ARLINGTON, Texas – The best way to make people forget about a costly throwing error that was a main reason your team was trending toward another awful road loss?
Smash the go-ahead homer in the ninth inning to rally your team for a victory.
With the Mariners trailing by a run and seemingly destined to find defeat, Eugenio Suarez, who helped put his team in that situation with a costly throwing error in the sixth inning, atoned for the mistake.
He smashed a two-run homer to deep right field in the top of the ninth inning to turn a one-run deficit into an eventual 4-3 victory over the Rangers.
“Nobody feels worse than the guy that makes the error that kind of switches the game,” manager Scott Servais said. “So to get an opportunity to kind of redeem himself. Good for him.”
Suarez’s heroics wouldn’t be finalized until the Mariners’ overworked bullpen, specifically Paul Sewald, closed out the game with a scoreless ninth inning.
Less than 24 hours after pitching 12/3 innings against Baltimore, Sewald was back to close on the mound.
He worked a scoreless ninth inning, shrugging off a two-out walk while notching his third save of the season. It gave the Mariners back-to-back road wins for the first time since April 8-9 in Minnesota – the first two games of the season.
The Mariners’ victory hopes seemed bleak when reliever Roenis Elias was called on to work the seventh inning and served up a solo homer to Nathaniel Lowe on his first pitch.
Down 3-2 going into the ninth, J.P. Crawford worked a leadoff walk off from Joe Barlow to bring Suarez to the plate as the go-ahead run. The veteran slugger got ahead 2-0 in the count and unleashed on a 96-mph fastball that sat in the middle of the plate, sending a deep fly ball into right field.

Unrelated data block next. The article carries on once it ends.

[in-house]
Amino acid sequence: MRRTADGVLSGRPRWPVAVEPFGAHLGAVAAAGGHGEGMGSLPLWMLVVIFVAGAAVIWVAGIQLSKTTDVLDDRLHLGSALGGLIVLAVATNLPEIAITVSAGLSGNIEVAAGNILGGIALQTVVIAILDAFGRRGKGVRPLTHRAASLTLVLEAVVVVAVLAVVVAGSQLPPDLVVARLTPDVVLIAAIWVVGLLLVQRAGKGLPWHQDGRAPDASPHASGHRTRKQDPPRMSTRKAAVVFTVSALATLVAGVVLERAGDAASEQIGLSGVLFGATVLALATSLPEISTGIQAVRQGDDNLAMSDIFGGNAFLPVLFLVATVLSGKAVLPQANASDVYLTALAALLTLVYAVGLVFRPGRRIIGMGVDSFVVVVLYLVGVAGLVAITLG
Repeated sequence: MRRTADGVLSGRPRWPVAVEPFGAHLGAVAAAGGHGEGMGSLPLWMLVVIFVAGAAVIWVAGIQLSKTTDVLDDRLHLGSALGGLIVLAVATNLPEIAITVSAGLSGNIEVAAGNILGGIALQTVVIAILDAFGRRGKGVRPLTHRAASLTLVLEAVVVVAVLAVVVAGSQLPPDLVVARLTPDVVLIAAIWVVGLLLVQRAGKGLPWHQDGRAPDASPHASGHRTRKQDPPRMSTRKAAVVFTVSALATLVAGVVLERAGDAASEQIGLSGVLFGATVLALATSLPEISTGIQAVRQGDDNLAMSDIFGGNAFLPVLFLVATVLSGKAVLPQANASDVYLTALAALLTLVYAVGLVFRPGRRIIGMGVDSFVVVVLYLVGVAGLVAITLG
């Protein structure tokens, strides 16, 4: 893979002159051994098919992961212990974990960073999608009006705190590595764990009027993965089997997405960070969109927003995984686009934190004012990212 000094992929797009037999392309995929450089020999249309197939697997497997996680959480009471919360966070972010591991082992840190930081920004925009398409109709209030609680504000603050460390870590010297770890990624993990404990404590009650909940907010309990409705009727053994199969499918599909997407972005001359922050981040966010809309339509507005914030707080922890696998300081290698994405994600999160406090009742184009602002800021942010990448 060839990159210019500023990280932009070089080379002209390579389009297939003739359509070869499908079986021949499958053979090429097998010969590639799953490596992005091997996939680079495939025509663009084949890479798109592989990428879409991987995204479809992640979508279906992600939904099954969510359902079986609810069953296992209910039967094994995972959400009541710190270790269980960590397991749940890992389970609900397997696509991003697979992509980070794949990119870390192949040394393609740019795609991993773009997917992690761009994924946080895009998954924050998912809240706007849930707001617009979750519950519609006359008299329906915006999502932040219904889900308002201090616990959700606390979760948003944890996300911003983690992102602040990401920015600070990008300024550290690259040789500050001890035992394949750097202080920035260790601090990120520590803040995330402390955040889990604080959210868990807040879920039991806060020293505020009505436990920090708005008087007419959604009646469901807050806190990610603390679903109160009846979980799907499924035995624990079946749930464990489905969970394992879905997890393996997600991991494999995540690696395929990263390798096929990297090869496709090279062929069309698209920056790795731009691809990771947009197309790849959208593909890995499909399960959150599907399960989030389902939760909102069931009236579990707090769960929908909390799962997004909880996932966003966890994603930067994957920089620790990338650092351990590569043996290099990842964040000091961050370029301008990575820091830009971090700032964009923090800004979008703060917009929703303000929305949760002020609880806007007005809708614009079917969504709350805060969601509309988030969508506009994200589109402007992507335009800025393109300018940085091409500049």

“In my mind, I was thinking I had to be ready for something in the middle,” he said. “When I’m at my best, that’s my swing. I don’t try too hard. I know I have power. I have the chance to hit the ball everywhere for power. But when I try too hard, the power goes away.”
MLB Statcast measured the blast at 393 feet.
“That is a major league home run and that’s why this guy’s hit as many home runs as he has over the last three or four years,” Servais said. “He knows his strength. I will say (Jesse) Winker called the whole thing is that Geno is going deep right here. I guarantee it. He jumped on the fastball and it didn’t miss it. He didn’t try to pull it and he has got that kind of power. He can hit it out of any part of the ballpark.”
Though he couldn’t replicate the seven shutout innings of his previous start, Logan Gilbert gave the Mariners a solid outing that shouldn’t have required Suarez’s late-inning heroics. Gilbert held the Rangers scoreless through the first five innings. He started the sixth inning with a 2-0 lead, compliments of a sac fly from Suarez in the fourth inning and Cal Raleigh’s mammoth solo homer to right in the fifth inning.
“I felt like my fastball was pretty good tonight,” Gilbert said. “I didn’t do a great job getting ahead of batters, but I felt like my stuff was pretty good tonight. My slider got better as I went on and the curve was decent, so there was enough to work with.”
Gilbert got Marcus Semien to hit a routine ground ball to third to start the sixth inning, but Suarez airmailed his throw to first base. Semien later stole second and scored off Corey Seager’s double to right field. Kole Calhoun would tie the game two batters later with a double off the wall in left field.
“After that error, I was thinking that this game is like that,” Suarez said. “Yeah, I threw it away, but I knew that late in the game that maybe I’d get an opportunity. The error bothered me a lot.”
Gilbert fought back to retire the next two batters and keep the game tied.
“Logan is awesome,” Servais said. “He’s lighting it up at 99 miles an hour. He’s given up only two runs and only one of them earned. He knows he’s got to get through the sixth for us to have a chance to win the ballgame with where we’re at (in the bullpen).”